Washington Redskins linebacker Ryan Kerrigan hosted his fourth annual "Celebrity Waiter Night" at the Grand Hyatt in Washington, D.C., on Monday night.
To understand the growth and impact of linebacker Ryan Kerrigan's "Blitz for the Better" foundation, all you had to do was take a look at the amount of people that filled the Washington, D.C., Grand Hyatt ballroom on Monday night.
Ryan Kerrigan unveiled a 'Kerrigan's Korner' at the HSC Pediatric Center in NE Washington, D.C.. It provides patients and families access to technology as a means for relaxation and communication during their hospital stays.
Close to 300 people sat for dinner and a live auction at Kerrigan's fourth annual "Celebrity Waiter Night," a sizeable jump from the 80 participants that attended the event in 2013, when the foundation was first establishing its roots throughout the DMV.
"It's awesome to see this foundation continue to grow and to continue to expand its outreach across the DMV," Kerrigan addressed the crowd. "Thank you to all of you for being here, for helping make our signature event such a great time."
Kerrigan ended up raising more $260,000 for his foundation, aided by a $10,000 donation from presenter Northwestern Mutual, the proceeds of which will support initiatives like installing more Kerrigan's Korners in local hospitals.
Kerrigan's Korners are lockers filled with electronics, games and entertainment software designed to help chronically and critically ill children and their families pass the time during hospital stays.
Several of Kerrigan's teammates – Houston Bates, David Bruton Jr., Colt McCoy, Dustin Hopkins and Spencer Long – joined the festivities by tying up chef aprons, uncorking bottles of wine and topping up guests' glasses, making good on the event's name.
Throughout dinner, they each migrated from table to table, chatting up donors and those who had come to support the foundation. Lines quickly formed for autographs, selfies and small conversation.
"It was fun," Bruton Jr. said. "You know it's always great to come out and support a teammate and his efforts in helping the community. It says a lot about his character and I feel like this organization is built around high character guys who want to make a difference in the community, so for me to be a new guy and still see it come to fruition and not just be all talk, it's great."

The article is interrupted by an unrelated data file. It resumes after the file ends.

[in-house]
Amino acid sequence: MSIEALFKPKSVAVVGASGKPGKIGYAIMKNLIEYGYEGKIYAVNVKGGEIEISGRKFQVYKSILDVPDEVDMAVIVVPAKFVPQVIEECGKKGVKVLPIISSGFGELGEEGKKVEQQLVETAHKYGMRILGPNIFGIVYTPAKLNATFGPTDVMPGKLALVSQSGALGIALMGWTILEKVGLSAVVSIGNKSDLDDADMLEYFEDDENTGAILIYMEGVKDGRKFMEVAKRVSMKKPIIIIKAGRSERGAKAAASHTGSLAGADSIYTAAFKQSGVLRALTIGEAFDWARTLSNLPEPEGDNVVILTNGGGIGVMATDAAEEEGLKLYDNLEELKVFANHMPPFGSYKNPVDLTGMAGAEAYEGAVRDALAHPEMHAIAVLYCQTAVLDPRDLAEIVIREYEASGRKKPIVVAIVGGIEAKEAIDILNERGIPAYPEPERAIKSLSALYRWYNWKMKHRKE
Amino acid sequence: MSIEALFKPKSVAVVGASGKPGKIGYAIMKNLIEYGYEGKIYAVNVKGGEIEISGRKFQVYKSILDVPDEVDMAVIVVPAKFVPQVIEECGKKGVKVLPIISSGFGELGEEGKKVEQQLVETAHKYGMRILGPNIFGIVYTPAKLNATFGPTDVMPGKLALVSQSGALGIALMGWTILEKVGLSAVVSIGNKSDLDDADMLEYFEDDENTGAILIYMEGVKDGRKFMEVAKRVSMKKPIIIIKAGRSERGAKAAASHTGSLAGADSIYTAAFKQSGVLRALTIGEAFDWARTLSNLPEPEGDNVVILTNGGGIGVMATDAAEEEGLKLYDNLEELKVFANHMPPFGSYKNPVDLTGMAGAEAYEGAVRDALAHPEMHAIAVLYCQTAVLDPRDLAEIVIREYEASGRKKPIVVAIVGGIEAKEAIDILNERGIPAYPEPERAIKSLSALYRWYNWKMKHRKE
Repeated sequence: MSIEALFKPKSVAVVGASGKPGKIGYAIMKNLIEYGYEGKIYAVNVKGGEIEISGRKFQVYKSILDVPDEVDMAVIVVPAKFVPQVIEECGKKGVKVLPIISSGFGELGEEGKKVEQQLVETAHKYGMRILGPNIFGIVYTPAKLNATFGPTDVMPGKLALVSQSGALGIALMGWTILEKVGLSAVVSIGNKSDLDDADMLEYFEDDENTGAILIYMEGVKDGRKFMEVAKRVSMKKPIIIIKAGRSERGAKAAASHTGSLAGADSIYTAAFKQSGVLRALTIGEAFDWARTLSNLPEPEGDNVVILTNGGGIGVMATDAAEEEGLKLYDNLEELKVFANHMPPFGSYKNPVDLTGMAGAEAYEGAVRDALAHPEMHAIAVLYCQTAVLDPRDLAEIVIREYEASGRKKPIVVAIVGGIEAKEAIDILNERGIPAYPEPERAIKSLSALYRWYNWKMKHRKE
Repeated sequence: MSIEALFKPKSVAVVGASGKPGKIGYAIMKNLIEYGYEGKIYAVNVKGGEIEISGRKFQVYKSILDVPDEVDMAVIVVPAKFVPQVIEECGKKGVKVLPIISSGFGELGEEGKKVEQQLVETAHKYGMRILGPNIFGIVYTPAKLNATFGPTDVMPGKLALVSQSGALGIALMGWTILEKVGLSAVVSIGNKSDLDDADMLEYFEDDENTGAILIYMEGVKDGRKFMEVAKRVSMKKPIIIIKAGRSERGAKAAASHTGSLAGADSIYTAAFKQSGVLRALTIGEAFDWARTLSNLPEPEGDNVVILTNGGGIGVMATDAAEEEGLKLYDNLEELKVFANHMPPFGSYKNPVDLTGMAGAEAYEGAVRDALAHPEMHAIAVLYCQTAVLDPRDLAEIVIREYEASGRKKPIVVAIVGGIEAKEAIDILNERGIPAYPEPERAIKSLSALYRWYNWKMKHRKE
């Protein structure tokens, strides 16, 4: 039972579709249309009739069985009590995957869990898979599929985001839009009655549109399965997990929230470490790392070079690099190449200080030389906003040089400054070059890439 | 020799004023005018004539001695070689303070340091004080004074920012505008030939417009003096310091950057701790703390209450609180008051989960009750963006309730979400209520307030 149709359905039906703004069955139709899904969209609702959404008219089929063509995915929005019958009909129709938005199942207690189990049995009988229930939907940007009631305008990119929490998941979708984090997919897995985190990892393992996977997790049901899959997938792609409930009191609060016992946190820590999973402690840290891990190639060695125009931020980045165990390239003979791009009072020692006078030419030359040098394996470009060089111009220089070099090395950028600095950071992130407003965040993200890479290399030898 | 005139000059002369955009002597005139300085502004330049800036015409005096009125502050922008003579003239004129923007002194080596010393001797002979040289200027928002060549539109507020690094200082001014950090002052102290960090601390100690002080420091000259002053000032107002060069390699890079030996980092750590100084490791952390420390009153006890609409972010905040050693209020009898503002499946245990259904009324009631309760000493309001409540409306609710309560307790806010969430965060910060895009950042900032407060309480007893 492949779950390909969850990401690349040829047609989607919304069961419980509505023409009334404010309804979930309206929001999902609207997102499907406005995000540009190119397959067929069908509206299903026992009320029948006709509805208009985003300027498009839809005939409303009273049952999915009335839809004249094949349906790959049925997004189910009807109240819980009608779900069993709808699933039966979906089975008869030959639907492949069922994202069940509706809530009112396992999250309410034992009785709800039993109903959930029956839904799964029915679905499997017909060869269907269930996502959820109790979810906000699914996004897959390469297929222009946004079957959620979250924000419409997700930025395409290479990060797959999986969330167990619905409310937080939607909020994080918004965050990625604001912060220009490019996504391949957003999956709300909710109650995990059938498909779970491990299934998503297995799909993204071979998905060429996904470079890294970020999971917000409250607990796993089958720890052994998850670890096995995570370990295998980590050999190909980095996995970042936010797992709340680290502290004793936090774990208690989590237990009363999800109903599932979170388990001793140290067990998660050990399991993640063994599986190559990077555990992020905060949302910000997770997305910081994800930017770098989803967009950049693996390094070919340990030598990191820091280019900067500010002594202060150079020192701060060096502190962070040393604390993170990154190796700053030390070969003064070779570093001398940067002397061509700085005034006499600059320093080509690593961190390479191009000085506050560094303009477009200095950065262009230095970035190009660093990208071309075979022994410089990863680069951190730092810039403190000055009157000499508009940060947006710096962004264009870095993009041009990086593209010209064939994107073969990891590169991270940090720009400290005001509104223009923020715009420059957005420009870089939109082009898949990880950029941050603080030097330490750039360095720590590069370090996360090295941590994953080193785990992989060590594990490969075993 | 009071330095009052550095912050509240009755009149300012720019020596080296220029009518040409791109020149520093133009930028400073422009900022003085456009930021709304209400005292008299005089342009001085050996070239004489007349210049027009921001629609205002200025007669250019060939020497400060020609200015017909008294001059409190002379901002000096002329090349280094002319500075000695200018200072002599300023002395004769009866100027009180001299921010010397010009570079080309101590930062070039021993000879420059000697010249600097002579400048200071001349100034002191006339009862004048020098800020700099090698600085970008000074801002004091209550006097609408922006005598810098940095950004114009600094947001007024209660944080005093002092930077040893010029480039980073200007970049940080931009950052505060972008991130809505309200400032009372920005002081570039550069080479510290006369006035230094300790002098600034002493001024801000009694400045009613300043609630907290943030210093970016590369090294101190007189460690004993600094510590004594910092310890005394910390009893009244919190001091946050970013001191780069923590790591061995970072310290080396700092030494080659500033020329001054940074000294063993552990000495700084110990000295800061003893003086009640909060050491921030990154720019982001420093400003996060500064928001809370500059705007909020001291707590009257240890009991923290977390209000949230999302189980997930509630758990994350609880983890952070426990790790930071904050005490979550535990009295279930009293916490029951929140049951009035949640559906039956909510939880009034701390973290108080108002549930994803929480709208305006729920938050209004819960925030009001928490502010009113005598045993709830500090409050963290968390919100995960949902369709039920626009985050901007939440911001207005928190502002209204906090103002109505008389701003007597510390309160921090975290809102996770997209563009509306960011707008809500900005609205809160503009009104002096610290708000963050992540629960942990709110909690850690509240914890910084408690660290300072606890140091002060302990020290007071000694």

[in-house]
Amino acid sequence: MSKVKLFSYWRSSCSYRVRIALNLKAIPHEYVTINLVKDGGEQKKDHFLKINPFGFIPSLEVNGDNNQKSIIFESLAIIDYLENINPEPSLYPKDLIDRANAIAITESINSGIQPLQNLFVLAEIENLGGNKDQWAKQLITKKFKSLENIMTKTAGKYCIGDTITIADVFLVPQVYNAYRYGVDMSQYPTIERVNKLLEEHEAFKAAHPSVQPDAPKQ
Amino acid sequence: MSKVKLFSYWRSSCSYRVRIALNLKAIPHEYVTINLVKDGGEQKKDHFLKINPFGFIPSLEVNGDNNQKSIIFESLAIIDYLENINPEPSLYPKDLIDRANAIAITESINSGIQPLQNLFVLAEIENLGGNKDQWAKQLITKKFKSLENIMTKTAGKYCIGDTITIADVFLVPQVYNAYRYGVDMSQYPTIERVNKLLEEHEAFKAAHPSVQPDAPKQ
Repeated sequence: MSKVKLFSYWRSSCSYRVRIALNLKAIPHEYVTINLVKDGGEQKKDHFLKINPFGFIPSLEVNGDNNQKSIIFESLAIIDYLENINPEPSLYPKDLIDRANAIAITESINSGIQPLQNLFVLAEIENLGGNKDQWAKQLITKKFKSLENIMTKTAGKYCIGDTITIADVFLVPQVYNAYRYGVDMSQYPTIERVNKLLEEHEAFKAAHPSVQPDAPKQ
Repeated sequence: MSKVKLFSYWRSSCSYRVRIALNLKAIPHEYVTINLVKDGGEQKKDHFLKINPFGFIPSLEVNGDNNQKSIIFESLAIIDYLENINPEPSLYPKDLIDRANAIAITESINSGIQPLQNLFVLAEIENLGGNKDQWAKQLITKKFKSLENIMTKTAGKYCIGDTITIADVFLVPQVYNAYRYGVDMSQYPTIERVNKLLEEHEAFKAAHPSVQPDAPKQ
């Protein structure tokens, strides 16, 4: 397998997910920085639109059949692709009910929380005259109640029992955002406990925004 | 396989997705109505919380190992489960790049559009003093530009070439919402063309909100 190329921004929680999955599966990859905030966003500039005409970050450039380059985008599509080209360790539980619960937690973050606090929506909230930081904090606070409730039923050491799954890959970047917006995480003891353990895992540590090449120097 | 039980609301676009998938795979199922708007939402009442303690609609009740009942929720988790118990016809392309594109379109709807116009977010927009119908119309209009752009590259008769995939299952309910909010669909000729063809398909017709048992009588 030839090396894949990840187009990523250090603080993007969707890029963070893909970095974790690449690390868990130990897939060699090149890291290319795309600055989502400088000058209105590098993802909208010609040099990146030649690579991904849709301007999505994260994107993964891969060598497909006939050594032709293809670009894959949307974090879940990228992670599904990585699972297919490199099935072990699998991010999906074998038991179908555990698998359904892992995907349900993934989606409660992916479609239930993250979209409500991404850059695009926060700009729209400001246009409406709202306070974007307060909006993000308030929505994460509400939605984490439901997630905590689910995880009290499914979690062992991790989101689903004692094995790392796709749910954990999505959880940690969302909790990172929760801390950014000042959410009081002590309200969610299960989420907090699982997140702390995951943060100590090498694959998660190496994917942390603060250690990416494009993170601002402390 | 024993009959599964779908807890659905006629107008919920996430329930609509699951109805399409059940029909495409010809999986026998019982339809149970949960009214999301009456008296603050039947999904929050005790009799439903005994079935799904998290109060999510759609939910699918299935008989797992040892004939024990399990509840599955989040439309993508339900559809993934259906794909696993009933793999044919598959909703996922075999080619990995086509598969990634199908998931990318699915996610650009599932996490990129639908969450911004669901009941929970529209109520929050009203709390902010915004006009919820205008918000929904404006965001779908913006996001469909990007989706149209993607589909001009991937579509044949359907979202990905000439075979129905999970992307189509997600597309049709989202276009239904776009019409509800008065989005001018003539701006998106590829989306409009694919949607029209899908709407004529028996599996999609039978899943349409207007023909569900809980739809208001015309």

Bruton Jr. said he's spent time in Sonoma and Napa Valley and is a part of some wine clubs, so his duties Monday weren't too challenging. Still learning, on the other hand, is Bates, who made sure to set some ground rules with guests before he began pouring.
"I'm slowly, but surely, becoming a professional at wine pouring," Bates said. "I usually tell them beforehand that I'm not a professional, so that gives me some leeway to spill it on them and doing that kind of stuff, but I'm getting better, I'm getting a lot better. But it's for a great cause so, spill or no spill, it's for a good cause for sure."
Dinner was followed by a live auction, while a silent auction offered game-worn and signed jerseys, photographs and other sports memorabilia. Like each event he's helped create, Kerrigan was thrilled to make another impact for those in need.
"I've seen, first hand, the effects a special needs child can have on his or her family," Kerrigan said. "That's why I give back, to give support and resources to the children and families to make lives a little easier. It means a lot to me to be able to help this community. Washington has been a great place to me and has enabled me to give back to our community."